service in the future despite situational
influences and marketing efforts having the
potential to cause switching behavior.

Copyright 2011 Pearson Education, Inc. Publishing as Prentice Hall 5-37


Top Brands in Customer Loyalty

Apple iPhone Google


Clairol Amazon
Samsung Bing
Mary Kay J.Crew
Grey Goose AT&T Wireless
Clinique Discover Card
Avis Verizon Wireless
Wal-Mart Cheerios

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Establishing Value

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Measuring Satisfaction

Periodic surveys
Customer loss rate
Mystery shoppers
Monitor competitive performance

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Managing Customers

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What is Quality?

Quality is the totality of features and


characteristics of a product or
service that bear on its
ability to satisfy
stated or implied needs.

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Maximizing Customer Lifetime Value

Customer Profitability

Customer Equity

Lifetime Value

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Figure 5.3 Customer-Product
Profitability Analysis

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Estimating Lifetime Value

Annual customer revenue: $500


Average number of loyal years: 20
Company profit margin: 10
Customer lifetime value: $1000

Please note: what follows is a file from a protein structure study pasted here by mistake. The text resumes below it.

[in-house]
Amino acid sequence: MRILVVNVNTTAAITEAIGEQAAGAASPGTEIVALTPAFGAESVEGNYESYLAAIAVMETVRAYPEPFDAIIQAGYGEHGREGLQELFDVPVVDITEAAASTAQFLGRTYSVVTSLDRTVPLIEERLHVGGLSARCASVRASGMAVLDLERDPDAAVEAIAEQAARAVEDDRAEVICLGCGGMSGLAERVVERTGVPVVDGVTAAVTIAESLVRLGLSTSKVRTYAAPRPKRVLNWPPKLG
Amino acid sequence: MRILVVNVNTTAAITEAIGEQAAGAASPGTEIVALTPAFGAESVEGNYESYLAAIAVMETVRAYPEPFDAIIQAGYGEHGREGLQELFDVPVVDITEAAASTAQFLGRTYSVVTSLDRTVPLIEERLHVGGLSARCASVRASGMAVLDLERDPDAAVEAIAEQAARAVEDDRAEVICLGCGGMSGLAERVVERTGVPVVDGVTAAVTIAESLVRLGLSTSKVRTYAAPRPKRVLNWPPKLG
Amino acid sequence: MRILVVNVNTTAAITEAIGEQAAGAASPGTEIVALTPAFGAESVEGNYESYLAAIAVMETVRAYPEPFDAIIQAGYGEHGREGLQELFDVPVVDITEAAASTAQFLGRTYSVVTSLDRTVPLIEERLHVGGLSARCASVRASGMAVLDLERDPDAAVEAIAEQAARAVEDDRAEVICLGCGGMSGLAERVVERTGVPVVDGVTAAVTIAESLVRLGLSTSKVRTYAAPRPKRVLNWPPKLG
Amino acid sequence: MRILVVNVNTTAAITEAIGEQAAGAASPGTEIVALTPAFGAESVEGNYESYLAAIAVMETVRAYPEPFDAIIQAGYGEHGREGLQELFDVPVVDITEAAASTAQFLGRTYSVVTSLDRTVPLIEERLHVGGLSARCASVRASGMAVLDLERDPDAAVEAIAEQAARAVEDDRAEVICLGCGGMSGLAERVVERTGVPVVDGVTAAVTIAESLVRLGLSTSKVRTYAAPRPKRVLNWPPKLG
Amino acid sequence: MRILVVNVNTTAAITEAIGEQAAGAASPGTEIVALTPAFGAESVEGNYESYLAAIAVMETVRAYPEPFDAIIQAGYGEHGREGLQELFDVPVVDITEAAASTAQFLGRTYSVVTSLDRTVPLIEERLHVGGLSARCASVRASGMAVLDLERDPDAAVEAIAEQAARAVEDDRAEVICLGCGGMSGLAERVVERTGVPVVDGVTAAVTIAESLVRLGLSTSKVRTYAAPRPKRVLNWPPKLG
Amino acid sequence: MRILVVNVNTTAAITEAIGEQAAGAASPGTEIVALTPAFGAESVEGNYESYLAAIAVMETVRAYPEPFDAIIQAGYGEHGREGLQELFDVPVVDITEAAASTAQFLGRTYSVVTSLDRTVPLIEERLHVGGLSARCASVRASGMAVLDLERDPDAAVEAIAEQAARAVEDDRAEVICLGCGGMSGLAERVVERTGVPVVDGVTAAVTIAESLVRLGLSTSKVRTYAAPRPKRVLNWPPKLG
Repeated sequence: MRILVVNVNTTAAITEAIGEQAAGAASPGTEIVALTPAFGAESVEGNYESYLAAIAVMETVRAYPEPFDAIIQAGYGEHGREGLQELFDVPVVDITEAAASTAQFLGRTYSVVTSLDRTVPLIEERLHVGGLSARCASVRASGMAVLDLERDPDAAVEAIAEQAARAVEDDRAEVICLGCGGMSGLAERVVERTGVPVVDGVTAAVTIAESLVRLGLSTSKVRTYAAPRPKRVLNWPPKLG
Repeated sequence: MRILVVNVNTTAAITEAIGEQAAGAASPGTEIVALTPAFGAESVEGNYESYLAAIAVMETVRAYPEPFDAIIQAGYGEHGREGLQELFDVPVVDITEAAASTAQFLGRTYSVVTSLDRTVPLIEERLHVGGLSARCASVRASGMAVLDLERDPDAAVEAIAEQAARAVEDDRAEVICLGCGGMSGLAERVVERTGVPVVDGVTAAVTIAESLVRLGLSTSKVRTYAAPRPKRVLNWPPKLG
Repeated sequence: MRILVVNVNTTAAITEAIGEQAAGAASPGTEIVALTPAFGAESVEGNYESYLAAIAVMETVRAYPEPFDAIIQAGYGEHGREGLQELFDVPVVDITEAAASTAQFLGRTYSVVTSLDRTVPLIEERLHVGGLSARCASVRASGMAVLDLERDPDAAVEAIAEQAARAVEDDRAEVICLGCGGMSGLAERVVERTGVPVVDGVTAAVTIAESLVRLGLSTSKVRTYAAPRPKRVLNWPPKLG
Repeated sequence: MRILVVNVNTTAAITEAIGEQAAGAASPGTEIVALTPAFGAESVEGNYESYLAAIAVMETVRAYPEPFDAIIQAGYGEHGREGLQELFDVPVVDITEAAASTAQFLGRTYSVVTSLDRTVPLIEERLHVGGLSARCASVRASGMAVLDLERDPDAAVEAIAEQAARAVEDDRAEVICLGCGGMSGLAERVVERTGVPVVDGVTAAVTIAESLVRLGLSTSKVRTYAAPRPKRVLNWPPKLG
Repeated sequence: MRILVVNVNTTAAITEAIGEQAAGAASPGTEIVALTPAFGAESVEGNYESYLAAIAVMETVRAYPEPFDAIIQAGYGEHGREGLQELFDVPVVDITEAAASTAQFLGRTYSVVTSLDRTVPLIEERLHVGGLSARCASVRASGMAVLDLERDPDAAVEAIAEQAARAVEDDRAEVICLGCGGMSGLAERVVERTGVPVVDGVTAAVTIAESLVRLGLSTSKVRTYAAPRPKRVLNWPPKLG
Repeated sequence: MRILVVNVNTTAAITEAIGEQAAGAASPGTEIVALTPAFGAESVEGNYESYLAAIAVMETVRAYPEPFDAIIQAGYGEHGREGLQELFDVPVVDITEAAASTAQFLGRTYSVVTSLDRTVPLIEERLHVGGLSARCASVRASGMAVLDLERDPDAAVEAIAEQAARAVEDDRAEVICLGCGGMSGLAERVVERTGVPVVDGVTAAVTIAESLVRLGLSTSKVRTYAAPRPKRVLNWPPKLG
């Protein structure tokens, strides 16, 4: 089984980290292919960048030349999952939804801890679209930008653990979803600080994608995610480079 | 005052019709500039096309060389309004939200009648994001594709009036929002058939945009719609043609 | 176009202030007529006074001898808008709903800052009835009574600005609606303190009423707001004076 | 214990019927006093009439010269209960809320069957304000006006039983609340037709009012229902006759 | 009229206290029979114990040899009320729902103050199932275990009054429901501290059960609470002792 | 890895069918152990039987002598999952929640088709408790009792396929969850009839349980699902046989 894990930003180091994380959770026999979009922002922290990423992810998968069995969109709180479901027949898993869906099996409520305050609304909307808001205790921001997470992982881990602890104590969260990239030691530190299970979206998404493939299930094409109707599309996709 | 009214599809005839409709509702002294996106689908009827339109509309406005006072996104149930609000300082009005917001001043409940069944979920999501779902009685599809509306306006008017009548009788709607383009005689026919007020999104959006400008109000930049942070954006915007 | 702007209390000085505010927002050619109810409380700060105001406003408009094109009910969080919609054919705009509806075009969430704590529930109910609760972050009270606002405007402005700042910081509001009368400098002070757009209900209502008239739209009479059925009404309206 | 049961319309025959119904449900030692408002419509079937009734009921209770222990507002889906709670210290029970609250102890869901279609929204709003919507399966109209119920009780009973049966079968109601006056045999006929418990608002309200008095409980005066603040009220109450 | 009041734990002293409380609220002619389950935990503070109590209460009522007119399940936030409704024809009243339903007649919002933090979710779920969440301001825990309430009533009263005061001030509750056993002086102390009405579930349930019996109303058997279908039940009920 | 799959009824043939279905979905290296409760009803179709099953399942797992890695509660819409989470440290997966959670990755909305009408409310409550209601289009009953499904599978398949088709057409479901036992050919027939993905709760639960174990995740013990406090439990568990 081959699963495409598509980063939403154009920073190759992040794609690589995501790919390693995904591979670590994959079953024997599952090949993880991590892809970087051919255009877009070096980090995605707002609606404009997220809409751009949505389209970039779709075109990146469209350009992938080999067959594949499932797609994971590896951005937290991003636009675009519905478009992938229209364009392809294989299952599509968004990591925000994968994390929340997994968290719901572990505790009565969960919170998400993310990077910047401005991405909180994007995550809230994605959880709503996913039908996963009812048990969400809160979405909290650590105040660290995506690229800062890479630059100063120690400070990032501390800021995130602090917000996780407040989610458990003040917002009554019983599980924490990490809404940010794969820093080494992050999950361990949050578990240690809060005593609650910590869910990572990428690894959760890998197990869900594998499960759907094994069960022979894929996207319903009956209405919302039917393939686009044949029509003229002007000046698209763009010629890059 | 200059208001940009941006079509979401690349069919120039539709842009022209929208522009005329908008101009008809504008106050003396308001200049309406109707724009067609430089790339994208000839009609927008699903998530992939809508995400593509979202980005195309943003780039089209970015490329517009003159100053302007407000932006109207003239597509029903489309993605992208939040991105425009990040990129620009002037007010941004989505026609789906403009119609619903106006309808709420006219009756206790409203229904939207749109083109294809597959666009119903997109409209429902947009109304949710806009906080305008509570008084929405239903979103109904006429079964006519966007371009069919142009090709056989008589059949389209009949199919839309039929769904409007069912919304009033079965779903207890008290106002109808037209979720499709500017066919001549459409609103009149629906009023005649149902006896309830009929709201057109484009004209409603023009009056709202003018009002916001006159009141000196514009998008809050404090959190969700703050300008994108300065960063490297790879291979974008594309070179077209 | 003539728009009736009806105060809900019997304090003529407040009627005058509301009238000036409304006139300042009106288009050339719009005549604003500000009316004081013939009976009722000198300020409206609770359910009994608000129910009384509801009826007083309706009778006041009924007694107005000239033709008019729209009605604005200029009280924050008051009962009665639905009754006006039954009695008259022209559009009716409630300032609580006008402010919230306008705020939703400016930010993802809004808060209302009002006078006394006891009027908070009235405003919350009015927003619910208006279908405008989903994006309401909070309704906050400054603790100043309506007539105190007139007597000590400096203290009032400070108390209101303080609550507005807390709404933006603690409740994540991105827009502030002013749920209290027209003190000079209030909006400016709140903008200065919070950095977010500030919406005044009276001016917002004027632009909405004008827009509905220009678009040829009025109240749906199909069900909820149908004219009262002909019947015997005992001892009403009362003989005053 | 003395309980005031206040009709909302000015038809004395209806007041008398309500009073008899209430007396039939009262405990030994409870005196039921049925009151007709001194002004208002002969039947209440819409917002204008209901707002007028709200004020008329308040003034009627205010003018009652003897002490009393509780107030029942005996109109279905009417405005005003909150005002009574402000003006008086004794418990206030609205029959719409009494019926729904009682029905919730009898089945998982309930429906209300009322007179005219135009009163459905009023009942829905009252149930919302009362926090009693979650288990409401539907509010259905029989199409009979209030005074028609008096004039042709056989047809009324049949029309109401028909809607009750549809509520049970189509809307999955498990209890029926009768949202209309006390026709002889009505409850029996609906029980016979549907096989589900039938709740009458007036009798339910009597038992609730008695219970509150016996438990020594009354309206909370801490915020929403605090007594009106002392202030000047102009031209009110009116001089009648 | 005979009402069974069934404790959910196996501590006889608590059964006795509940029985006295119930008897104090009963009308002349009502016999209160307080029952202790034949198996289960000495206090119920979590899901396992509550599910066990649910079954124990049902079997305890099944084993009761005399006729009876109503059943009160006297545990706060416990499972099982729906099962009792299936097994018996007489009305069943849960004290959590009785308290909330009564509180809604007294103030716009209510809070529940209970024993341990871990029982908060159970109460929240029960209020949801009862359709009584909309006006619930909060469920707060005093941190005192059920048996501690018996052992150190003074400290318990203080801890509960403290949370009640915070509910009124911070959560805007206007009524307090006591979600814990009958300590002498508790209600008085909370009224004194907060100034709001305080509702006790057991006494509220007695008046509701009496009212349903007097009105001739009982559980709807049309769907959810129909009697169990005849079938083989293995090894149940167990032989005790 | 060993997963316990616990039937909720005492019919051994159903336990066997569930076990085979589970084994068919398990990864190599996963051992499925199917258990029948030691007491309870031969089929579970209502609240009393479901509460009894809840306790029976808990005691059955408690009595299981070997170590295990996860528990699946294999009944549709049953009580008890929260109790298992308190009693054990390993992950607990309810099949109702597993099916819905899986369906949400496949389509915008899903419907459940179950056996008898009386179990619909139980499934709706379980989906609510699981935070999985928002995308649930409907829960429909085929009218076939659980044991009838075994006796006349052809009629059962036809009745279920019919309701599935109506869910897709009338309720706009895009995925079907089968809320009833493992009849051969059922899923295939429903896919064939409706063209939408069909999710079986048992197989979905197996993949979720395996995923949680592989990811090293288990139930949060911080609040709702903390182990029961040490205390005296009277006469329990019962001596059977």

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What is
Customer Relationship Management?

CRM is the process of carefully managing


detailed information about individual
customers and all customer touch points to
maximize customer loyalty.

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Framework for CRM

Identify prospects and customers


Differentiate customers by needs and value to
company
Interact to improve knowledge
Customize for each customer

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Amys Maximized Word of Mouth

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Attracting and
Retaining Customers
Reduce the rate of defection
Increase longevity
Enhance share of wallet
Terminate low-profit customers
Focus more effort on high-profit customers

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Figure 5.4 The Marketing Funnel

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Loyalty Programs

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Database Key Concepts

Customer database Business database


Database marketing Data warehouse
Mailing list Data mining

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Using the Database

To identify prospects
To target offers
To deepen loyalty
To reactivate customers
To avoid mistakes

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Dont Build a Database When

The product is a once-in-a-lifetime purchase


Customers do not show loyalty
The unit sale is very small
The cost of gathering information is too high